• Thanks! I was so stuck until I tried this! – DataGraham May 29 '13 at 16:25
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    I used simpler open -a /Applications/ --args -ApplePersistenceIgnoreState YES – Conor Jul 25 '13 at 10:03

I was able to do it with the following command line in Mavericks:

open -a /Applications/ --args -ApplePersistenceIgnoreState YES

Not specific to Xcode:

System Preferences > Personal > General > Close windows when quitting an application

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    Yes this is true - but this does not address the problem in the question. The question deals with the situation when Xcode crashes because of a problem in a file - and then will continue to try and launch that file on restart. – dtuckernet Sep 17 '13 at 11:41

Instead of looking for the file that contains Xcode's settings, take a look at the settings themselves using the defaults command:

% defaults read | more

I notice two keys that might be relevant: NSRecentXCFileDocuments and NSRecentXCProjectDocuments. Both appear to be arrays, so you could reset one like this:

% defaults write NSRecentXCFileDocuments -array ""

Alternately, you could use the defaults read command to dump the settings into a text file, edit that, and then use defaults write to update the settings:

% defaults read > xcsettings.plist
// edit xcsettins.plist with your favorite editor
% defaults write < xcsettings.plist
  • I dropped both of those settings values as well as another setting which contained references to the open files and the projects and files are still opening on launch. – dtuckernet Nov 8 '11 at 16:51
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    @dtuckernet A simpler approach, then: move or delete the file that's causing a problem on launch. If I understand you correctly, the issue is just that Xcode tries to open the file every time it launches, and that causes a crash? Moving the file should end that cycle. – Caleb Nov 8 '11 at 16:55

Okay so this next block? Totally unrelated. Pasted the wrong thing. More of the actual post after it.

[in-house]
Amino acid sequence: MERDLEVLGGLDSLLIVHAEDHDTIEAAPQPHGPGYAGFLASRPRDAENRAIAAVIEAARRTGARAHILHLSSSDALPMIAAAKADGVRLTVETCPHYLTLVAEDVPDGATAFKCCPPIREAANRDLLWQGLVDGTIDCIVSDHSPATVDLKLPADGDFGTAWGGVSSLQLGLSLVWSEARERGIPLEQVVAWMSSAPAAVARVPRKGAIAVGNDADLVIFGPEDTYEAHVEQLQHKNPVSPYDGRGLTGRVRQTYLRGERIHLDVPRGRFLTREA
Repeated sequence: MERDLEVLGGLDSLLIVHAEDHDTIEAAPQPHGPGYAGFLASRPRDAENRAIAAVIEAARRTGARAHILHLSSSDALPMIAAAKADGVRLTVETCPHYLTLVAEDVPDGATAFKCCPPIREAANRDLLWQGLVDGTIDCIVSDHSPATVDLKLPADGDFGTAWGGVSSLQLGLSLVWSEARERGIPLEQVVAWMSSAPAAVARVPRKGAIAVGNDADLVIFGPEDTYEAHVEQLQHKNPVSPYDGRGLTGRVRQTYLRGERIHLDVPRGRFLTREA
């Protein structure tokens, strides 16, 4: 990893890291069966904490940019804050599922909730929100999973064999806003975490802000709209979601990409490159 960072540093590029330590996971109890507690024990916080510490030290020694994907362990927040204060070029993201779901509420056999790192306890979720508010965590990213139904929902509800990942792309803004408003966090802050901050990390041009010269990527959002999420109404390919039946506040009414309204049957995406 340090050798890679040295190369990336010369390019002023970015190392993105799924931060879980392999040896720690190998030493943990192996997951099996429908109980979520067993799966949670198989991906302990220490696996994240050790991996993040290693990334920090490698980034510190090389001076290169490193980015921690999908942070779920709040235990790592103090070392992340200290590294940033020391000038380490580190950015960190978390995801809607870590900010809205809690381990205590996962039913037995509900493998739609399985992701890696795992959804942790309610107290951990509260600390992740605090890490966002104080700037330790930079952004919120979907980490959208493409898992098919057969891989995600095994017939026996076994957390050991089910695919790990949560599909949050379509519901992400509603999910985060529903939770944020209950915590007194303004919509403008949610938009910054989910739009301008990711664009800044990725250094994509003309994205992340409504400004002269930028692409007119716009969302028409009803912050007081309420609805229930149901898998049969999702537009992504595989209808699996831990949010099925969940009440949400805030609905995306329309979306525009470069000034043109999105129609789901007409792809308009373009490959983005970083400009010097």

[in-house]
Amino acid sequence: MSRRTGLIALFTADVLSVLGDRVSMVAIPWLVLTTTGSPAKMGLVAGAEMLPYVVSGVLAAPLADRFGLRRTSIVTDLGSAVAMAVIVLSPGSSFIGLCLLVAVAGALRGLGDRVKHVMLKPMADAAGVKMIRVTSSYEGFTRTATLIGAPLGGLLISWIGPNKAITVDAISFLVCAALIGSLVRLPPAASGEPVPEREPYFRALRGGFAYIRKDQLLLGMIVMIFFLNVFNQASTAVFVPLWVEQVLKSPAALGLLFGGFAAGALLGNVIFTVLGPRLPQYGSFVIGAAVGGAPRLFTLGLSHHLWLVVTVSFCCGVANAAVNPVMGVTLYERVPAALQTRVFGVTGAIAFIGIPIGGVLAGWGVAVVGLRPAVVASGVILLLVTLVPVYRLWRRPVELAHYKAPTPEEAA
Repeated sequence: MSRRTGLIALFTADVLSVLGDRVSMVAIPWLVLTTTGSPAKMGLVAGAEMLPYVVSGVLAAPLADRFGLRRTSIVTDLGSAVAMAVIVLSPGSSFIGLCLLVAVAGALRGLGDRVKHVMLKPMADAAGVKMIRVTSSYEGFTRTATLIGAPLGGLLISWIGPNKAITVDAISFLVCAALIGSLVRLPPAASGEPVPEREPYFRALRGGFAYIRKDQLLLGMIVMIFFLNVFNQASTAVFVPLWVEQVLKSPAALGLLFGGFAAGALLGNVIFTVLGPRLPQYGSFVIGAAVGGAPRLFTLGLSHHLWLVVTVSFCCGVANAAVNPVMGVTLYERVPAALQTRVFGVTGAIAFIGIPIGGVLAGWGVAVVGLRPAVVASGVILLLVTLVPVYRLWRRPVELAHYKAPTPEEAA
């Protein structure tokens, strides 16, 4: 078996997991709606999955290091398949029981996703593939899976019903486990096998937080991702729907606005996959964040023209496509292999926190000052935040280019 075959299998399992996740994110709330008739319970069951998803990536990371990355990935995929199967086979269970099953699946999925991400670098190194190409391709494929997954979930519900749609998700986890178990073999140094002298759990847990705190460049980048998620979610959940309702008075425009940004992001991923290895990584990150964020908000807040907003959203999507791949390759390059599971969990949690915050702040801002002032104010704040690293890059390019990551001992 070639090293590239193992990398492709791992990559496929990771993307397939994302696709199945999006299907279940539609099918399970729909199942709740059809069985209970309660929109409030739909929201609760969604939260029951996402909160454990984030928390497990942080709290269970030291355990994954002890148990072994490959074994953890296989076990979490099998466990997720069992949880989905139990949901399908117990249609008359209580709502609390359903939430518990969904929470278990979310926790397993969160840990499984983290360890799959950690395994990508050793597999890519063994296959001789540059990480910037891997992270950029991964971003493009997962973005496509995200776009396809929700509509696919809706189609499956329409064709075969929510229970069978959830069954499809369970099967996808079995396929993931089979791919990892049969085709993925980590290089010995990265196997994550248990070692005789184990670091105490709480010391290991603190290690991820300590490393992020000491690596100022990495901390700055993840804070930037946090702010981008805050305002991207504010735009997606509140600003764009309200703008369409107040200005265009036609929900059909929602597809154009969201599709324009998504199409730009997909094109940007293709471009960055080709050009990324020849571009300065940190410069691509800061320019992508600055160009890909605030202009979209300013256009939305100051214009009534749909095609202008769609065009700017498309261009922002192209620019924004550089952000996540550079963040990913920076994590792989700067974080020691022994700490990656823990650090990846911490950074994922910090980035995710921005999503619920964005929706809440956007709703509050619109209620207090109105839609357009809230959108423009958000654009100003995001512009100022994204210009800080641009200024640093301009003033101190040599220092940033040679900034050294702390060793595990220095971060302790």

• This is old information and no longer applies to modern Xcode. – Barry Nov 1 '13 at 0:11
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    @Barry It's an old question. If you read questions that are 2 or more years old you're going to find a lot of information that's out of date. – Caleb Nov 1 '13 at 4:24

Given the project name "MyProject" in directory ~/Documents/Projects/MyProject do the following:

  1. cd ~/Documents/Projects
  2. mv MyProject MyProject.x
  3. open -a Xcode
  4. close MyProject (Option+Command+W)
  5. mv MyProject.x MyProject
  6. open -a Xcode

The this solved the crash for me... however my Storboard was corrupt. Fortunately the Time Machine backup of the folder was intact, I just restored it.

For me it wasn't a project that was causing the crash on startup, it was a particular file (an sks to be exact), so Kay's answer didn't work. When I went to open my particular project, it would still crash.

I simply temporarily deleted the file. Then I opened the project, cleaned, and re-added the file, and all was well.